Isla den Nos Bida
100 years Refinery in Curaçao – 100 aña Refineria na Kòrsou
1915 – 1969
One of the most prominent economic pillars to rise along with the creation of the refinery was the banking sector. The Dutch colonial government had tried to reorganize the manner in which coinage and cash money was handled on the island since the early 1900s. At the same time, SEL Maduro & Sons had requested to open a circulation bank in 1901, and again in 1906. No decision was made until 1916, when the Curaçaosche Petroleum Maatschappij (CPM) was founded to facilitate the refinery and the Maduro’s again petitioned to establish a bank, including the right to issue emissions. On January 1st 1917, the Maduro’s Bank became the first commercial bank in the colony.
In the expanding Curaçaoan economy, other economic activities such as tourism and trade thrived. The harbor remained a pivotal point, leaving SEL Maduro & Sons and other trade- and shipping agencies to see trade rise to new levels. In fact, the Bataafsche and CPM often butted heads with the Maduro’s, who Royal Dutch Shell director Deterding deemed “awful”. According to Deterding: “we were forced to come to the conclusion that Mr. Maduro was a greater authority, and had more power in Curaçao, than the governor there, and that therefore practically the Government wished us to do what Mr. Maduro desired.” A force like the Maduro’s was not what Royal Dutch Shell had expected on Curaçao. As historian Van Soest put it: “The linear reasoning of the directors in Amsterdam and The Hague functioned on a different wave length than the Jewish-Latin trade mentality of the Maduro’s.”
But while the Maduro’s thrived, more traditional economic sectors over time died a silent death. Both agriculture and the plaiting of so-called panama hats, important economic mainstays before 1916, decreased in importance as relatively well paying refinery jobs lured Curaçaoans from the countryside to live closer to the refinery and Willemstad.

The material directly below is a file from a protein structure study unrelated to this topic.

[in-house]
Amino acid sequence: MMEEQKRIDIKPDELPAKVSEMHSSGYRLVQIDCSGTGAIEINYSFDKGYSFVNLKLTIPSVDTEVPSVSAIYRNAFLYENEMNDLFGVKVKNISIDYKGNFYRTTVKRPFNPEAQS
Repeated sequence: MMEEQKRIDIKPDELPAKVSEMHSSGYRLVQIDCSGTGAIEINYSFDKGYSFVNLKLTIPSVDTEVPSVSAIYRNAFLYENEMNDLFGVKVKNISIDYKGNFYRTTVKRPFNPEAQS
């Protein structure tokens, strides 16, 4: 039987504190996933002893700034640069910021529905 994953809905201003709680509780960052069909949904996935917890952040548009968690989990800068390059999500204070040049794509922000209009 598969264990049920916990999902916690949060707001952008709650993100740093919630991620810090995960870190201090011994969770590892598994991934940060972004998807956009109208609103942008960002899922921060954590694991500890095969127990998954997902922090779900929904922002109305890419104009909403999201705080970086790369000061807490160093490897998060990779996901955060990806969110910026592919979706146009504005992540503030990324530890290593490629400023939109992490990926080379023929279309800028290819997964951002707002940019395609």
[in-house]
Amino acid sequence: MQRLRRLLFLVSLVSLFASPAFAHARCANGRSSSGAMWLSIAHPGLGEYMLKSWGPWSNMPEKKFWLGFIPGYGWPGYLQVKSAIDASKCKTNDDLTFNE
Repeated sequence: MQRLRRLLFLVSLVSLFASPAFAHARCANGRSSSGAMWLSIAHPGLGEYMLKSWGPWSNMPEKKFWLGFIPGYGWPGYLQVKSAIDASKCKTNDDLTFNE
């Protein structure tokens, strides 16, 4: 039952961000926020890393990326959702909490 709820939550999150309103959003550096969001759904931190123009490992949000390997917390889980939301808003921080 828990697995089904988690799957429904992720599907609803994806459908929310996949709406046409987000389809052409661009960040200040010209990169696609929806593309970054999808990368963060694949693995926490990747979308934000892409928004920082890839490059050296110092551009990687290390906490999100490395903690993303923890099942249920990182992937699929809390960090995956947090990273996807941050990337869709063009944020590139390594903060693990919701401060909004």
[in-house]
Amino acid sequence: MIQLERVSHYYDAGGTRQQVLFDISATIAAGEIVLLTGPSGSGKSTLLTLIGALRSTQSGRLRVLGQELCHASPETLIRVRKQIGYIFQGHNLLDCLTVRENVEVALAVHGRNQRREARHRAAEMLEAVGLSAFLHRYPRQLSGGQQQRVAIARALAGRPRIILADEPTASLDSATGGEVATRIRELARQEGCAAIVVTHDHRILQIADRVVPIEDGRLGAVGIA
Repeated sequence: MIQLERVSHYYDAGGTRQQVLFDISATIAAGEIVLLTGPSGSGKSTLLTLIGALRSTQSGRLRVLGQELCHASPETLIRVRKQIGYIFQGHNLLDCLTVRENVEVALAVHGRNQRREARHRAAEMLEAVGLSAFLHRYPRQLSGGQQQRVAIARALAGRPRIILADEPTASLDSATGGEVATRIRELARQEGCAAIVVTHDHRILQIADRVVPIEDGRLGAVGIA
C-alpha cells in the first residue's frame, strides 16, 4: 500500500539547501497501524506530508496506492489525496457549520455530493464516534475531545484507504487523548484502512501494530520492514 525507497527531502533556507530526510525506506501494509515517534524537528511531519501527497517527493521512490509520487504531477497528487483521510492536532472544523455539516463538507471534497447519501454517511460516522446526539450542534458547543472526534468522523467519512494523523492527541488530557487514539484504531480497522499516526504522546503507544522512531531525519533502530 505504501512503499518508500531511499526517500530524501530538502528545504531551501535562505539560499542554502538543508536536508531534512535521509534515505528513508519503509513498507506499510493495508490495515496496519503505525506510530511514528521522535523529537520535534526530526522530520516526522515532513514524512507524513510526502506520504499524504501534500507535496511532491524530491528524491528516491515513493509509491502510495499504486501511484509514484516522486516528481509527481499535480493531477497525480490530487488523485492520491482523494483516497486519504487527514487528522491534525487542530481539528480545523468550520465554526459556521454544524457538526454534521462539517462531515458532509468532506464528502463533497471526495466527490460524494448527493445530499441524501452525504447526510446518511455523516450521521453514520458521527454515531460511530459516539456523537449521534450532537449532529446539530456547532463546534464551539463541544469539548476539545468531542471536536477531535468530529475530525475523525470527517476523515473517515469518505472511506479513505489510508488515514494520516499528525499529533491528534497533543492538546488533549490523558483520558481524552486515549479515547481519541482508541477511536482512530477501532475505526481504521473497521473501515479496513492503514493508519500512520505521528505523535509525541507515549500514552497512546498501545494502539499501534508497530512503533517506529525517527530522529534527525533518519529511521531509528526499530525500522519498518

As the 20th century progressed, many new companies were founded or brought in from abroad. In the late 1920s and early 1930s, local favorites such as Panderia Isa and the Ritz Ice Cream factory at Scharloo first opened their doors. Coca Cola was brought to Curacao in 1938 by Bob & Vic Pinedo. Later on they also owned a Super Ice cream factory and opened the Industries Chocolates Antillana S.A. (ICASA) at the Emancipatie Boulevard in 1956. The opening was front page news for Amigoe: “Several hundred people (..) came to see how chocolate bars and other chocolates are made.”
The late 1950s and 1960s saw another wave of new companies being established. Some were completely foreign owned, including Antilliaanse Brouwerij, also known as the Amstel Brouwerij, and Texas Instruments. Others consisted of joint ventures between Dutch owned companies and Curaçaoan businessmen, such as the Antilliaanse Verffabriek, now AVF Paints. A major breakthrough was the creation of the Antilliaanse Luchtvaartmaatschappij (ALM) airline in 1964, opening up new trade routes and means of travel in the region.
Meanwhile, subsidiaries of the refinery were also established. The Curaçaose Dok Maatschappij N.V. was founded in 1958 to combine the activities of Pletterij Nederhorst and CPIM., including the Beatrixdok constructed in 1942. As time progressed, other subsidiaries moved in around the refinery, including Wescar, or Werkspoor Caribbean N.V., which was to play a leading role in the drama that would unfold on May 30th, 1969.